2040 MST. Just back from a short evening volunteering under the telescope at the observatory. It has cooled to a temperature that we science people classify as “danged cold” – there was frost inside the dome and the slit drive motor labored in the cold.  A small chattering group queued up in the frigid darkness to peer through the eyepiece at the wonders of the universe. Mars was just at opposition, so it is quite bright and close. A wispy veil of high altitude moisture above prevented resolution of the polar caps or any other surface detail for that matter. Thankfully, the moon was not present to add to the skyglow.

Using the computerized guiding system, I clicked the cursor on M42, the Orion Nebula, and then clicked the telescope icon to move the scope. Instantly, the 18″ Tinsley Cassegrain telescope began to slew to the proper point in space and the dome followed along. How it knows where to place the dome slit is beyond me, but it always works. 

There before our eyes was M42 with the trapezium blazing away in the middle of the milky nebula. Visitors always get a kick out of seeing it. Elsewhere on the celestial dome Uranus was obscured by clouds and Saturn was just below the horizon. Jupiter is currently behind the sun in its orbit and not visble.

I’m not an astronomer, nor do I consider myself even to be an amateur astronomer. I am a chemist trying to grasp the big picture- the whole enchilada across 25 or 30 orders of magnitude. Because people come to hear about astronomy I have to give star talks, not chemistry talks. But I do manage to work in some notions about matter that astronomers tend not to delve into.

Visitors can get a list of the usual factoids about astronomy from the web or in a book. I loathe having to give a brain-dump of encyclopedia facts. But, visitors do need a few details in order to get calibrated as to size and the distance to things in space.  I find that it is useful to spend a few minutes on the topic of asking questions. Especially if the visitors are a group of students.

Insights often depend greatly on the vocabulary with which the question was asked. Science is best at How questions rather than Why questions. It is a common linguistic error for people, kids in particular, to confuse why with how. We can readily explain How Annie dropped the ball. We can follow the thread of causality because the How question resolves to physics. Why she did it is a complex matter involving psychology and motivation. Why questions are more in the domain of the fine arts and theology.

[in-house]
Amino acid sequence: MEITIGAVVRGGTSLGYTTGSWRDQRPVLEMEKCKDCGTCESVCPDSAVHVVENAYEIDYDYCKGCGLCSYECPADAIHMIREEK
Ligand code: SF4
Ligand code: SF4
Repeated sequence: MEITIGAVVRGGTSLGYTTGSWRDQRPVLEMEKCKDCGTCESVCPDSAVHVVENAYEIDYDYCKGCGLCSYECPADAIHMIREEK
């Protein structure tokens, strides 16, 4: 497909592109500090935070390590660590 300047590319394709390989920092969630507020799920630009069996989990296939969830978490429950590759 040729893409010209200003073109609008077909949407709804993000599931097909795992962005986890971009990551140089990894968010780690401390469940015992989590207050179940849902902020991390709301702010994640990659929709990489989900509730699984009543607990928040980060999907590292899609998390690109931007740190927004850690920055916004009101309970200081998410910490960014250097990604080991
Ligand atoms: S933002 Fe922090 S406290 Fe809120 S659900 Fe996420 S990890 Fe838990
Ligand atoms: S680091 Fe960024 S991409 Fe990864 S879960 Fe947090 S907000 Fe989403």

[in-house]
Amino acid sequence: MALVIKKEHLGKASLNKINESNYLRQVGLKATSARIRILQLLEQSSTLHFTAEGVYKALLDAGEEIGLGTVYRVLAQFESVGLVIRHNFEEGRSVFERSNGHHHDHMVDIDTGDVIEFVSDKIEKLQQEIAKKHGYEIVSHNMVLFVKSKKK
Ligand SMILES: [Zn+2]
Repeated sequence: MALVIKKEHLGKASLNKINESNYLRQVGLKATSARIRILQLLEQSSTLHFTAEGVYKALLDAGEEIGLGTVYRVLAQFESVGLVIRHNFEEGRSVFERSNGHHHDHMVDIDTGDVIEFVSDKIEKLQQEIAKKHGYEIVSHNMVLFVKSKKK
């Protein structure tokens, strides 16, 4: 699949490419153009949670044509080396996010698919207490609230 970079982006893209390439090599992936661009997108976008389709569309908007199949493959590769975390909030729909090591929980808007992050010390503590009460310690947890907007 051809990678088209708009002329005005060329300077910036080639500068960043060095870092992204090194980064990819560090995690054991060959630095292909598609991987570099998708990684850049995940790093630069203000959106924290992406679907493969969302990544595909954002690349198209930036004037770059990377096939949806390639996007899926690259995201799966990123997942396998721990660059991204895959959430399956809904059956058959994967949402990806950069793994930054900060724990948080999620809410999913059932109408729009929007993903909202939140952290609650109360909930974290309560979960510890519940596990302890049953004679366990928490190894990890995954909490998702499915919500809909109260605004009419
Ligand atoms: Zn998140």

Someone once said “I can think to the extent I have language”. So often it has been the case that after considerable time in the lab, I am struck with a realization.  If only I had asked the right questions to begin with, I would have designed the best experiments earlier. I was unable to assemble the right questions even though the clues to the problem were before me.

An example of how vocabulary can affect your perception of a problem: Was matter really created or was it formed? I hear these words used inappropriately or interchangeably all of the time. I hold that the two words take careless thinkers down different pathways in the study of the origin of matter. In the contemporary context, the word “created” may infer supernatural intervention. The word “formed” is more generic and mechanical.  For scholars this may not be an issue, but certainly for the non-scientific folk who are also school board members, the difference between notions of created and formed could result in curricular changes.

I like to have visitors consider questions about the stuff the universe is made of. How much stuff is there in the universe? What is the stuff doing? How does the stuff come to be? And, oh yes, just what is the stuff, anyway? Arguably, this is what astronomy has been about all along. A proper evening at the observatory should cause people to leave with more questions than they came in with.

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